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Rindge

Professors weigh in on FPU cuts

RINDGE — In the wake of an announcement last week that Franklin Pierce will be cutting six majors and minors, with the majority in arts-related departments, the school’s teachers are expressing disappointment in both the decision and how it was announced to students and faculty.

American studies, theater and dance, graphic communications, fine arts, math and arts management are the programs that will no longer be offering majors or minors, although University President James Birge announced during a “Town Meeting” at the college on Wednesday that classes will continue to be offered in those programs. The number of students majoring in these areas is simply not sustainable, Birge said, and the university will be funneling resources from those areas into majors that draw more interest. While full-time faculty will retain their jobs, the fate of adjunct faculty and senior lecturers in those programs is unclear. Faculty Union President Doug Ley, professor of history at FPU, said he fears their jobs may be at stake as a result of the cuts. Students who have already declared majors in those areas will be able to finish their degrees, but moving forward students will no longer be able to declare in those areas.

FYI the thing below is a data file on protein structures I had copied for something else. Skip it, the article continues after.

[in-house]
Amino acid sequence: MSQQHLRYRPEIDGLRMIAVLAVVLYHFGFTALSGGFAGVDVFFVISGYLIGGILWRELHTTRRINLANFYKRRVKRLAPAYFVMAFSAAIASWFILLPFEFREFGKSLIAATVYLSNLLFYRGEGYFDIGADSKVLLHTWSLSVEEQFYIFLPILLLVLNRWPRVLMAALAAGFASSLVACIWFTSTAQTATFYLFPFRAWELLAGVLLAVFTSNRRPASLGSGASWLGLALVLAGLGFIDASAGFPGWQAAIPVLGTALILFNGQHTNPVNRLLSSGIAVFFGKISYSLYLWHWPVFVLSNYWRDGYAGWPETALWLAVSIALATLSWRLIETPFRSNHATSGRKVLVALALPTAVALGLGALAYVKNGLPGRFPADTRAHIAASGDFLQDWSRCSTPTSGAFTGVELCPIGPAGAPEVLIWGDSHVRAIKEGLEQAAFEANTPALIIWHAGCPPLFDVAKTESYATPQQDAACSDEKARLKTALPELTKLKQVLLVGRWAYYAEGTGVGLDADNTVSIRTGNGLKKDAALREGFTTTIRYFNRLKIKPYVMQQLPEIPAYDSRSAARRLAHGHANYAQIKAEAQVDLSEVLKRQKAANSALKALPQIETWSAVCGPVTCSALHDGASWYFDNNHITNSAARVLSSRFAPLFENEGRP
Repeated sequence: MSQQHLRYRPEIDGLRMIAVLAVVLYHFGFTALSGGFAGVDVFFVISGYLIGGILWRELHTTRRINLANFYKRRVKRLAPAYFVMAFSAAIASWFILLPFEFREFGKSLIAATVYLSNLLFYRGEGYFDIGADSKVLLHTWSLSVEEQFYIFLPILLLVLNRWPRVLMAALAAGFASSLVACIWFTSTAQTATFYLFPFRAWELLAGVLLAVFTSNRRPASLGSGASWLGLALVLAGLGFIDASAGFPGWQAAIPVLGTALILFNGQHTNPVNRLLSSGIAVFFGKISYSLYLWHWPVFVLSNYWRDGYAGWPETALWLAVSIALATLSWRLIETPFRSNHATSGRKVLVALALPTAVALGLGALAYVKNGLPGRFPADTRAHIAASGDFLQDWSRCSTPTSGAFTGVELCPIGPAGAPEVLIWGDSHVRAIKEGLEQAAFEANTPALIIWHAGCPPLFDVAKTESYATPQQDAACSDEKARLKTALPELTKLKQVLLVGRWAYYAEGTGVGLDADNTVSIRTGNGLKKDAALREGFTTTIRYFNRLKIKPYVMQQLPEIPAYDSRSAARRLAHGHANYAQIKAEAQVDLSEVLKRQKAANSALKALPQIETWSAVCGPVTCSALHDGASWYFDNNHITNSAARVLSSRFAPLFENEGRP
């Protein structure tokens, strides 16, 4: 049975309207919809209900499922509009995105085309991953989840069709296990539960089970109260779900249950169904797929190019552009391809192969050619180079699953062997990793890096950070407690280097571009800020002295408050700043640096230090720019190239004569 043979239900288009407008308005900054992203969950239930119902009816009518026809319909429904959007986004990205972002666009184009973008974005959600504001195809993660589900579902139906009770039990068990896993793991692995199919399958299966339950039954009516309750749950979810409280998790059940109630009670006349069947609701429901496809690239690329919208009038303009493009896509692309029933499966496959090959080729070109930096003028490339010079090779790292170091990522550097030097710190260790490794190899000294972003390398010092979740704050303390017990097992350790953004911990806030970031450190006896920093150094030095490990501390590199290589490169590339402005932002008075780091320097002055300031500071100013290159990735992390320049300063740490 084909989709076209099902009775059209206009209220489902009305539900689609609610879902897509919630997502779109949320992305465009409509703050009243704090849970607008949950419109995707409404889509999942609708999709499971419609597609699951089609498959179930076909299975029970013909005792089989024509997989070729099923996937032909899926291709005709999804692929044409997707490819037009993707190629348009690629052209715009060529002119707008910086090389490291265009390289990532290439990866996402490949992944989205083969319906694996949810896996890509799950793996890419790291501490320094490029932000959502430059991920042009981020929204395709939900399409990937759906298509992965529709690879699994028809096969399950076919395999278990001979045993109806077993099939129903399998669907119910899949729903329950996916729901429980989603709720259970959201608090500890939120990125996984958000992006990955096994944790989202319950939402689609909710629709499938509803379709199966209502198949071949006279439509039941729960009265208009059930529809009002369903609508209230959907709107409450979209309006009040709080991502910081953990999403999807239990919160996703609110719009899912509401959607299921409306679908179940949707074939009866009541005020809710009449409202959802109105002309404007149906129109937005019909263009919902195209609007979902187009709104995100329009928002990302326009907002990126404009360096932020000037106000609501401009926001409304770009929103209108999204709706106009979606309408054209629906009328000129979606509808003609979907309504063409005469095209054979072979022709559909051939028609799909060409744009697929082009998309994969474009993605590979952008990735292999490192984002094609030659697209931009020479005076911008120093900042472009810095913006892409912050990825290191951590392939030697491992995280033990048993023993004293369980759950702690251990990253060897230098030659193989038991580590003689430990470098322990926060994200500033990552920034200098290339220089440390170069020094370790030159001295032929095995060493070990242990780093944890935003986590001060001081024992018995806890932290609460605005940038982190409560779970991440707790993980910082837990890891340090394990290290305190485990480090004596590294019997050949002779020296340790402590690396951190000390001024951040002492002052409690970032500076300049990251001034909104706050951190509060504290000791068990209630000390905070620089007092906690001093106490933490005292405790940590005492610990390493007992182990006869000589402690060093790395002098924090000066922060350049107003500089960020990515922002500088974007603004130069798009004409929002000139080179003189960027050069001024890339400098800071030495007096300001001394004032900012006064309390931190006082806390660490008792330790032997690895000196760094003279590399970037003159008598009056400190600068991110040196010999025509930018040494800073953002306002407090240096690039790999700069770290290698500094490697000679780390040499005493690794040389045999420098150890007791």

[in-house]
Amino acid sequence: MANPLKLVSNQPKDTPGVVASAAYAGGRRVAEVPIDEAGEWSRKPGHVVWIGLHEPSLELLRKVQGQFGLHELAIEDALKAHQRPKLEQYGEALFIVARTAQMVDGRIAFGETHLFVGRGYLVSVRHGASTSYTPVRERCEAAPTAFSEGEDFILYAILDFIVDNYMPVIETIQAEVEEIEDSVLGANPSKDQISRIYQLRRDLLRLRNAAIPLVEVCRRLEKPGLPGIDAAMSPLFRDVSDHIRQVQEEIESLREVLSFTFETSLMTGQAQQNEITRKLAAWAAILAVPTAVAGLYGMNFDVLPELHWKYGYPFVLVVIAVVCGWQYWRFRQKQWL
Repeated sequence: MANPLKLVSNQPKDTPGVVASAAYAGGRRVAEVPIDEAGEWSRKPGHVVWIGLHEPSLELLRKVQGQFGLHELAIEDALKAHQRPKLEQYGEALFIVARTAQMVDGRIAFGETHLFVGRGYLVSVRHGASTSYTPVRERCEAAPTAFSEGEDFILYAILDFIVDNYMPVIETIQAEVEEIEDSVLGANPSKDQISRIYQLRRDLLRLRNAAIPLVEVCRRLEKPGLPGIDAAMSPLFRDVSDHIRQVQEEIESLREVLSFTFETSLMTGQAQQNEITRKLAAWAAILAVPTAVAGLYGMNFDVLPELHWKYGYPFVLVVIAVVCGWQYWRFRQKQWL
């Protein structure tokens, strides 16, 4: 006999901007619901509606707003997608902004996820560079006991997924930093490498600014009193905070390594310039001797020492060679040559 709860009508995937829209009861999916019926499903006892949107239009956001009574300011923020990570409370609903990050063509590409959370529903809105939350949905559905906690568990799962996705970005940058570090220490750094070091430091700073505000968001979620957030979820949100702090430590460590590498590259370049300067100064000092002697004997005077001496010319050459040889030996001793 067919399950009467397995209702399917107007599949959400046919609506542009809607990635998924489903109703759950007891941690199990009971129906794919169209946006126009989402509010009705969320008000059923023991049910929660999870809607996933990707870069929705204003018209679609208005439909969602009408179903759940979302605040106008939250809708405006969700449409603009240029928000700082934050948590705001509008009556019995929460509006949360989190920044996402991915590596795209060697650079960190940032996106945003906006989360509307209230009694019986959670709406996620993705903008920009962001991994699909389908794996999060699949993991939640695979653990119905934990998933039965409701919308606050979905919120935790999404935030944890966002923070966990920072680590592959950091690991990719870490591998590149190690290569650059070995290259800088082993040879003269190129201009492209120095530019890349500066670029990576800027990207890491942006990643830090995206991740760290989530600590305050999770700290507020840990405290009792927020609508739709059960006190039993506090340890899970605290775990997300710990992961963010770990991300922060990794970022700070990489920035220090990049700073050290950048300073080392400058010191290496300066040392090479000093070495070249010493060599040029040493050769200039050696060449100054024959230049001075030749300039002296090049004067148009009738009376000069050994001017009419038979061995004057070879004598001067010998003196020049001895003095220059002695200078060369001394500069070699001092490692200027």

“The input we used to make the decision were the data showing steady declines in enrollment and the number of students graduating with those degrees,” wrote Birge in an email Monday. “Additionally, we examined the cost of upgrading facilities to improve the quality of the teaching and learning environment. In the cases of these majors, enrollment and graduation numbers, along with facilities’ expenses provided ample information to make a decision.”

He continued, “...the facilities and structural upgrades necessary to improve enrollment would be so significant that we decided not to commit resources in those areas. Rather, we will commit resources to programs that are showing significant enrollment growth.” Those resources include increasing the number of faculty and adding academic space.

University professors are weighing in on the impact of losing majors in their fields, the uncertainty of the format their disciplines will take in the future, and their disappointment in the way the news was broken without input from the faculty affected.

Theater and dance